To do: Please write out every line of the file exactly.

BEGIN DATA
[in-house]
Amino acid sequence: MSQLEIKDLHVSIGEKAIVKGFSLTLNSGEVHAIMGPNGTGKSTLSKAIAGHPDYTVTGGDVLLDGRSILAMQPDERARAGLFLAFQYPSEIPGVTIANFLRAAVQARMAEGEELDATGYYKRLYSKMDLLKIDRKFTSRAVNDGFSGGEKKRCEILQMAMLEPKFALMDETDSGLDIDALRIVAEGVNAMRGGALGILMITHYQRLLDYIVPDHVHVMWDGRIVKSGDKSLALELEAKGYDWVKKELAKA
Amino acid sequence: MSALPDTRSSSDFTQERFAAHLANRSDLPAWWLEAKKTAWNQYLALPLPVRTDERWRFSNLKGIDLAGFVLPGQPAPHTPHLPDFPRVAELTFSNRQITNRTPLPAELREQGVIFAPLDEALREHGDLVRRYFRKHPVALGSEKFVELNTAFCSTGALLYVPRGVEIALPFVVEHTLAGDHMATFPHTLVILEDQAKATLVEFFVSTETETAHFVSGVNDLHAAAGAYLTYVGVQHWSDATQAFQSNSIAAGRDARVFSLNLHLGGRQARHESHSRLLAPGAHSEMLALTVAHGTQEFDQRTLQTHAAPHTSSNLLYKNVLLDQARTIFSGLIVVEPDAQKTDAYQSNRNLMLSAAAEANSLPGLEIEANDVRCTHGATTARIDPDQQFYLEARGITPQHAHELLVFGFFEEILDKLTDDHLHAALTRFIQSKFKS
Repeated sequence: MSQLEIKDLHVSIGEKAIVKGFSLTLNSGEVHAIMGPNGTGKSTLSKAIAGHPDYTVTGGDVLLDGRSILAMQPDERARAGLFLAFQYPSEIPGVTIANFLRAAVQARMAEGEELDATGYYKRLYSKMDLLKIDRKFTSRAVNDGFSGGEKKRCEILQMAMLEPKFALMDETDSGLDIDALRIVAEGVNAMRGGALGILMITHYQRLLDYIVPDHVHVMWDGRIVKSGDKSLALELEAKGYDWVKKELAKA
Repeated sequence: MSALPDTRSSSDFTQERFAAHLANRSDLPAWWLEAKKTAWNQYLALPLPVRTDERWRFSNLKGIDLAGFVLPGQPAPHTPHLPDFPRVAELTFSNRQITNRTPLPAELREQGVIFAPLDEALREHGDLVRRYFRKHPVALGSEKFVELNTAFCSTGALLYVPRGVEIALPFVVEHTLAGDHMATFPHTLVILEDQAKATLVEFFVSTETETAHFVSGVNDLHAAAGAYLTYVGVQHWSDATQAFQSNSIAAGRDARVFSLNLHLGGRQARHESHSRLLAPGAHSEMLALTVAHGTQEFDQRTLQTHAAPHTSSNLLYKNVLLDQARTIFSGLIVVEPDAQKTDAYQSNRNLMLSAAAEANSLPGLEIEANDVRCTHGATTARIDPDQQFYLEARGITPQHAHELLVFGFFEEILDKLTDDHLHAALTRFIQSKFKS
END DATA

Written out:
[in-house]
Amino acid sequence: MSQLEIKDLHVSIGEKAIVKGFSLTLNSGEVHAIMGPNGTGKSTLSKAIAGHPDYTVTGGDVLLDGRSILAMQPDERARAGLFLAFQYPSEIPGVTIANFLRAAVQARMAEGEELDATGYYKRLYSKMDLLKIDRKFTSRAVNDGFSGGEKKRCEILQMAMLEPKFALMDETDSGLDIDALRIVAEGVNAMRGGALGILMITHYQRLLDYIVPDHVHVMWDGRIVKSGDKSLALELEAKGYDWVKKELAKA
Amino acid sequence: MSALPDTRSSSDFTQERFAAHLANRSDLPAWWLEAKKTAWNQYLALPLPVRTDERWRFSNLKGIDLAGFVLPGQPAPHTPHLPDFPRVAELTFSNRQITNRTPLPAELREQGVIFAPLDEALREHGDLVRRYFRKHPVALGSEKFVELNTAFCSTGALLYVPRGVEIALPFVVEHTLAGDHMATFPHTLVILEDQAKATLVEFFVSTETETAHFVSGVNDLHAAAGAYLTYVGVQHWSDATQAFQSNSIAAGRDARVFSLNLHLGGRQARHESHSRLLAPGAHSEMLALTVAHGTQEFDQRTLQTHAAPHTSSNLLYKNVLLDQARTIFSGLIVVEPDAQKTDAYQSNRNLMLSAAAEANSLPGLEIEANDVRCTHGATTARIDPDQQFYLEARGITPQHAHELLVFGFFEEILDKLTDDHLHAALTRFIQSKFKS
Repeated sequence: MSQLEIKDLHVSIGEKAIVKGFSLTLNSGEVHAIMGPNGTGKSTLSKAIAGHPDYTVTGGDVLLDGRSILAMQPDERARAGLFLAFQYPSEIPGVTIANFLRAAVQARMAEGEELDATGYYKRLYSKMDLLKIDRKFTSRAVNDGFSGGEKKRCEILQMAMLEPKFALMDETDSGLDIDALRIVAEGVNAMRGGALGILMITHYQRLLDYIVPDHVHVMWDGRIVKSGDKSLALELEAKGYDWVKKELAKA
Repeated sequence: MSALPDTRSSSDFTQERFAAHLANRSDLPAWWLEAKKTAWNQYLALPLPVRTDERWRFSNLKGIDLAGFVLPGQPAPHTPHLPDFPRVAELTFSNRQITNRTPLPAELREQGVIFAPLDEALREHGDLVRRYFRKHPVALGSEKFVELNTAFCSTGALLYVPRGVEIALPFVVEHTLAGDHMATFPHTLVILEDQAKATLVEFFVSTETETAHFVSGVNDLHAAAGAYLTYVGVQHWSDATQAFQSNSIAAGRDARVFSLNLHLGGRQARHESHSRLLAPGAHSEMLALTVAHGTQEFDQRTLQTHAAPHTSSNLLYKNVLLDQARTIFSGLIVVEPDAQKTDAYQSNRNLMLSAAAEANSLPGLEIEANDVRCTHGATTARIDPDQQFYLEARGITPQHAHELLVFGFFEEILDKLTDDHLHAALTRFIQSKFKS